You’re a twelve year old trying to pass a mandatory art class. You’ve been going hard at a landscape for hours, sweat running down your temples, fingers cramping. And then you glance over and see that classmate Terry has made a fool out of you by drawing such a robust pine tree that in comparison your oak is like a fragile twig someone casually snapped in half. Darn you Terry.
Your classmates wait in line to pay Terry homage. “I wish I could draw like you,” they whisper. You imagine it feels good to be Terry at that moment.
Fast forward a couple years and I found myself in Terry’s shoes. During high school, creative expression became my obsession, a coping mechanism I relied upon so heavily that I struggled to restrain myself from watercoloring during class. My classmates would say to me, “I wish I was good at art like you.” But instead of swelling with pride like I thought I would, I would suddenly find myself feeling insulted. (Never thought the day would come that I feel offended when someone compliments my work!) I came to realize that this unexpected reaction was due to a change in my perception of art. Mainly, I feel my peers and I have at times made two false presumptions about art and its role in our lives.
No. 1. If you're good at art, it's because you were born with it. It’s true many people are born with artistic talent: the ability to accurately translate their imagination to reality. But if you have not devoted your time and talent to artistic pursuits, it is ridiculous to compare yourself to someone who has. Likewise, it is also ridiculous to attribute the value of an artist’s work to the content of their ancestors’ gene pool. This attitude is intrinsically disrespectful of their dedication.
What spectators see is glamorous; what they don’t see is the mess of snot and tears that smudges my page at 2 a.m. or the past eighteen years I’ve spent pressing my lifeblood to paper until my fingers ached.
The reason some people are “good at art” is not because they were born “good at art.” It’s because they stewarded well the varying degrees of talent God bestowed upon them.
No. 2. I'm not good at art. Any art therapist you ask will tell you this statement is false. “If you have a mind then you are an incredible artist,” art therapist wanna-be Moriah Beach told me. “Art is not a skill. Art is an expression of self.”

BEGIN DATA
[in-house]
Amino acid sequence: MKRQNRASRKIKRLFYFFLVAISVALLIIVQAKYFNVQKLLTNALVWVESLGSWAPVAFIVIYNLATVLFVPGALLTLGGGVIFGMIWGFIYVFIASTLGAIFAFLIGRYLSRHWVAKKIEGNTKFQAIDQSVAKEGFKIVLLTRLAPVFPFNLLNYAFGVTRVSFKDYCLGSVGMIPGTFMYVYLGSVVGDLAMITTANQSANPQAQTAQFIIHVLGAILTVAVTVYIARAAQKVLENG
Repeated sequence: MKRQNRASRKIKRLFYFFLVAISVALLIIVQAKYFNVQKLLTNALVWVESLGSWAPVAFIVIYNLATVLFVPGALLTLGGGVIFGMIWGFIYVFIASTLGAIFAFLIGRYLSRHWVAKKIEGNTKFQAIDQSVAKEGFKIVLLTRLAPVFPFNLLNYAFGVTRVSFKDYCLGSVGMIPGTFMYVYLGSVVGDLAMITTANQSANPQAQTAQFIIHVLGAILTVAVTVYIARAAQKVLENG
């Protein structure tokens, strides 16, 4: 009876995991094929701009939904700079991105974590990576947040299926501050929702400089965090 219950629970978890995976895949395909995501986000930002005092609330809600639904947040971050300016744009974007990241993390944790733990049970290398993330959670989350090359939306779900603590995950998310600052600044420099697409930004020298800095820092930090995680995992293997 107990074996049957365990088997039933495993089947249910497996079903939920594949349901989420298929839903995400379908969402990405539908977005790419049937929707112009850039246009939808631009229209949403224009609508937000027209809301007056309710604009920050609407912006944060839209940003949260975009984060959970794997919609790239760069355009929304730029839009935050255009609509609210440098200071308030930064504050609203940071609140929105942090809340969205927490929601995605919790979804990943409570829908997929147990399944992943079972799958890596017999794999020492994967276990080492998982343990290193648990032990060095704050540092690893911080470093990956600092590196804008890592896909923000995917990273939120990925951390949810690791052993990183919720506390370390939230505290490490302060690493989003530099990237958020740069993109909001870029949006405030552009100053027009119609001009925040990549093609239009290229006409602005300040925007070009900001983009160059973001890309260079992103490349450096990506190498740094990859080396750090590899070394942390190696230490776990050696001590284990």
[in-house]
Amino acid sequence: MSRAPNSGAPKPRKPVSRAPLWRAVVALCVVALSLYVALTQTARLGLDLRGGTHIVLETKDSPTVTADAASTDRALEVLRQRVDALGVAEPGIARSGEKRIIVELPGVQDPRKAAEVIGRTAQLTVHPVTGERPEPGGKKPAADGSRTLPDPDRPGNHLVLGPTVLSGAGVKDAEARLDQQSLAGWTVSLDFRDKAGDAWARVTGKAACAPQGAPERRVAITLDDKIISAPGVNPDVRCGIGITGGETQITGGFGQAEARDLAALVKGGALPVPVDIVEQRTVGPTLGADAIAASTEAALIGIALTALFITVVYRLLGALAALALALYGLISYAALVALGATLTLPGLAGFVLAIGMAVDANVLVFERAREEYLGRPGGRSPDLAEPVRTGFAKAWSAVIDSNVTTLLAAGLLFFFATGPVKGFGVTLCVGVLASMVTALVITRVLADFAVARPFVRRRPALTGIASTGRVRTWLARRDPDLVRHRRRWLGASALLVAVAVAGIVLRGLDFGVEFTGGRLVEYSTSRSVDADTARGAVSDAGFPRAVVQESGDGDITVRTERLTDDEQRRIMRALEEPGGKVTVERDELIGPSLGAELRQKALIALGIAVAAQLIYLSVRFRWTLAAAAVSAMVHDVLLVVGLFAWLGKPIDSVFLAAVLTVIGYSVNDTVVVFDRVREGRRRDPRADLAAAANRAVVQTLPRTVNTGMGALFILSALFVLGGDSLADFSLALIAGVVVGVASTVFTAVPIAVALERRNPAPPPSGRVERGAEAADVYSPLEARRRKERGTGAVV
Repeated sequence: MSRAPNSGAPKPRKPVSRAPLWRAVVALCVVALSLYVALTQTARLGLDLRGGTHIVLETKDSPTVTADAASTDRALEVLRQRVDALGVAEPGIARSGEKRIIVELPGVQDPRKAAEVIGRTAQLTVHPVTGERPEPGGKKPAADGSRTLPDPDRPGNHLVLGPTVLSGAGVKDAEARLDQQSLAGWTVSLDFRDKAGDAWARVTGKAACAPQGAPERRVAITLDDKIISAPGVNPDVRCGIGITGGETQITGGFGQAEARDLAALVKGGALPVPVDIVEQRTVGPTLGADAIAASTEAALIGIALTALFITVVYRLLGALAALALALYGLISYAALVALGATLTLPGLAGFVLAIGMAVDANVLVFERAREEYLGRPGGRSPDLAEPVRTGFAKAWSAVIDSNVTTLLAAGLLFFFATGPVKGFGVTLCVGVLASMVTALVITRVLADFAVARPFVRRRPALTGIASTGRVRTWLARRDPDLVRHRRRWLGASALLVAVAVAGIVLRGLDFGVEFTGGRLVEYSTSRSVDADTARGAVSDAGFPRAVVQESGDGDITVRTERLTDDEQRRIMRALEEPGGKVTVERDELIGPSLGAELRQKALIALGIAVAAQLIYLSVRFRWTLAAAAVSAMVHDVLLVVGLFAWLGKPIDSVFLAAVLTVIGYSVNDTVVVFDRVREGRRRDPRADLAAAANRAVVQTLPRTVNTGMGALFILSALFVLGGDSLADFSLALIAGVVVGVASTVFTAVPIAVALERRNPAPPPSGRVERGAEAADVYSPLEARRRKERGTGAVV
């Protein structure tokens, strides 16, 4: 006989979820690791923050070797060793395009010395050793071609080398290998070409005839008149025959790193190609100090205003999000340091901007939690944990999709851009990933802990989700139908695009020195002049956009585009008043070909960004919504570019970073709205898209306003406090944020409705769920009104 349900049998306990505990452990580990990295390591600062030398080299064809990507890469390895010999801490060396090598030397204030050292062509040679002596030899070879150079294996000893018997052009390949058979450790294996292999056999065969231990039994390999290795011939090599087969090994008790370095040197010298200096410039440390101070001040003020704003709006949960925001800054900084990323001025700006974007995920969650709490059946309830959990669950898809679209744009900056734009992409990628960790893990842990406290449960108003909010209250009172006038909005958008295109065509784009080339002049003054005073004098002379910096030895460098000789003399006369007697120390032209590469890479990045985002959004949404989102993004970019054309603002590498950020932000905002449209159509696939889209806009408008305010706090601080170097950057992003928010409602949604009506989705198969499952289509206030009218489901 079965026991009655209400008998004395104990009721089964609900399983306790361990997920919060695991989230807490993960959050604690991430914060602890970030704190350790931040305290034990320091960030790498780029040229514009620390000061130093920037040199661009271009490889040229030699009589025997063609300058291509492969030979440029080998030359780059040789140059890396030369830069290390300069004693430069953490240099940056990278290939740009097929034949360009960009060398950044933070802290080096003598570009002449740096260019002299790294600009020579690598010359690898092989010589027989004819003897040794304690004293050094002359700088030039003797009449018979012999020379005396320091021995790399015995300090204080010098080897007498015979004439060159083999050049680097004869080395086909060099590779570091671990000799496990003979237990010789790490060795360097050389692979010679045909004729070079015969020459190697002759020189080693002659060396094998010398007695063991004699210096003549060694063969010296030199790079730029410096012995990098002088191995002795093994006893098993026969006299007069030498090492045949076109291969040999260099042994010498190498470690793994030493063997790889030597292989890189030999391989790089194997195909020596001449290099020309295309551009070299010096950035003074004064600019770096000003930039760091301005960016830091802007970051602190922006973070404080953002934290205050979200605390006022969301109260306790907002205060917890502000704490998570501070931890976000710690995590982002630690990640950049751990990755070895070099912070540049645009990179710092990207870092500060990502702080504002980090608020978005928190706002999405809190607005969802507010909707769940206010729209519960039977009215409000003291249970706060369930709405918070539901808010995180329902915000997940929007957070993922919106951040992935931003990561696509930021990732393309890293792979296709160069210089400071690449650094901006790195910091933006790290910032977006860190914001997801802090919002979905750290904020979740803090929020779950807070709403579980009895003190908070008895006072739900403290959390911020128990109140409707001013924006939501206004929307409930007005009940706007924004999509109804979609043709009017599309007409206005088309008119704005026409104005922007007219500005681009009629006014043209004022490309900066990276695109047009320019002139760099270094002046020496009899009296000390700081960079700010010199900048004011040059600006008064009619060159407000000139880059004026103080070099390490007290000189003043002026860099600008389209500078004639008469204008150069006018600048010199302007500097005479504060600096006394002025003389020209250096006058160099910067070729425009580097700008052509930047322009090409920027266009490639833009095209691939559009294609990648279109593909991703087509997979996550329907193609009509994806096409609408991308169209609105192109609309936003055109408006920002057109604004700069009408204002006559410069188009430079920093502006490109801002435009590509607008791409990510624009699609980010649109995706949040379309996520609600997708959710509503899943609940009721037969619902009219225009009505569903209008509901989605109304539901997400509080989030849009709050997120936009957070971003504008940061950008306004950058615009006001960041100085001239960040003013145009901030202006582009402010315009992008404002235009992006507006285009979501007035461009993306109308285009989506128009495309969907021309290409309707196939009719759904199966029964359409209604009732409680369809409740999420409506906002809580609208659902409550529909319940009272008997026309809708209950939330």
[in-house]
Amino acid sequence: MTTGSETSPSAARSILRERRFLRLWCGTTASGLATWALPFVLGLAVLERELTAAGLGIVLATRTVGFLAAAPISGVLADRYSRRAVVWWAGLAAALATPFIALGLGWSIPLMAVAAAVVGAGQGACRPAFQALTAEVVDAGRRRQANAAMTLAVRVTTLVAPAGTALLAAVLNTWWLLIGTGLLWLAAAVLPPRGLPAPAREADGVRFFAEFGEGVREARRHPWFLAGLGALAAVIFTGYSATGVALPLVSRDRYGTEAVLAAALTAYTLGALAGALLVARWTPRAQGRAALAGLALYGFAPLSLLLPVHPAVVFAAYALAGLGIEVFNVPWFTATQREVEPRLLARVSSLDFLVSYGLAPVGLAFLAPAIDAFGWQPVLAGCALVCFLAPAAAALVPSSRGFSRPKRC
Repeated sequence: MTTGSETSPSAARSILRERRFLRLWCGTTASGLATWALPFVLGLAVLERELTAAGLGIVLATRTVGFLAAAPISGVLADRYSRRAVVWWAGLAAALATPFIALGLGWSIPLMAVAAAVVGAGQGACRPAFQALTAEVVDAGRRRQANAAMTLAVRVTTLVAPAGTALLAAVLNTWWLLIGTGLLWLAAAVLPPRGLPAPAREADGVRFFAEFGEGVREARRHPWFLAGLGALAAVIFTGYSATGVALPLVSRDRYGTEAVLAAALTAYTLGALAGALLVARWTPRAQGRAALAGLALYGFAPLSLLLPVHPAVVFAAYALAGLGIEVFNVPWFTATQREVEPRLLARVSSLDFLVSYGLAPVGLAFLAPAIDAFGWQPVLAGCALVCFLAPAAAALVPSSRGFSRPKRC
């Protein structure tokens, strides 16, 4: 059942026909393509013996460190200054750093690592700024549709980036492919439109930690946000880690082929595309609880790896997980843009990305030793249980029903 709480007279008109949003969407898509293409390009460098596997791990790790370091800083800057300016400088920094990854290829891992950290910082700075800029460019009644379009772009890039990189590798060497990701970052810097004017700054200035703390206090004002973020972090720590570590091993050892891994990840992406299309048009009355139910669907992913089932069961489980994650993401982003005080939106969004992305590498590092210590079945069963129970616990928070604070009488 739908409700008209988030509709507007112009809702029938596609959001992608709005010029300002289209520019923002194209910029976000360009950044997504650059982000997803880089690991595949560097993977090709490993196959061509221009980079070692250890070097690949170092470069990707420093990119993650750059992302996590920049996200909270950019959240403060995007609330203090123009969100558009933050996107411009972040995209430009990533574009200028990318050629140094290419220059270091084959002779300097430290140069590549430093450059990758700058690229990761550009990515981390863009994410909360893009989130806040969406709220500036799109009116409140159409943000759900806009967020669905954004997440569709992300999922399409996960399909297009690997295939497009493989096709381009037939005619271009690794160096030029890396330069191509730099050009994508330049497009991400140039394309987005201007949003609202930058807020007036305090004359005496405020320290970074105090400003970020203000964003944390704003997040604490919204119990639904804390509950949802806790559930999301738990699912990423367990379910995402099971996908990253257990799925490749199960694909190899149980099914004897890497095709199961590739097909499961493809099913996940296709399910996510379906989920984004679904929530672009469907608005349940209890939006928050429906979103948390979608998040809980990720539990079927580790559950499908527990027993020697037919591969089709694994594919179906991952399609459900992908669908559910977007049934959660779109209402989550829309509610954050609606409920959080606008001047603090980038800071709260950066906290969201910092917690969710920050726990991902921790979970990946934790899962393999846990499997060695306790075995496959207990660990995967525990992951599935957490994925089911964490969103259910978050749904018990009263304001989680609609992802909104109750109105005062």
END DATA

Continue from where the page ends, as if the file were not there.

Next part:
Let’s think about the Ultimate Artist—you guessed it, God. In the beginning God created. Why did He create? Because His actions are a function of His character. What did He create? Human beings in his own image. He designed us to be expressions of His character. And He saw that it was very good. How did He know creation was good? Because it accurately reflected what He intended it to reflect.
As beings made in the image of the Creator, we also are creators. So what makes our art good? When it accurately expresses what we mean for it to express.
Some artists are born with this talent—this ability to closely portray what we imagine. But contrary to popular belief, artistic talent can be learned. The problem is that most people expect their personal style to look exactly like the nearest art major’s or like Diego Fazio’s. So they do what all of us have tried to do at some point or another: imitate the style of a popular artist.
You find yourself in a dusty white room. You are instructed to recreate the Mona Lisa. What results is a catastrophe so chaotic it could make Jackson Pollock wince. Frustrated, you burn your canvas, accidentally inhaling toxic paint fumes and change your major to Communication.
Here’s what I think: imitation is an excellent practice, but imitation is not the best that we as artists have to offer the world. That’s why it’s called creation. Because it’s new. That’s why the psalmist wrote, “I will sing to Lord a new song.”
Obviously not everyone is called to produce art. But if you enjoy art, don’t let the idea that you are “bad” at art stop you from pursuing what your heart clearly desires to do. Skills can be acquired. But if you choose not to create, this world cannot simply acquire another one of you. Because we are all unique, no one else can take your place or offer what you have. You are an expression of the Father that is unmatched by anyone else on this planet.
Therefore we must be fearless—never letting our destinies as artists bow to the fear of man. When we hide our creative capabilities because we doubt God’s Providence in bestowing them upon us, we distort the face of God.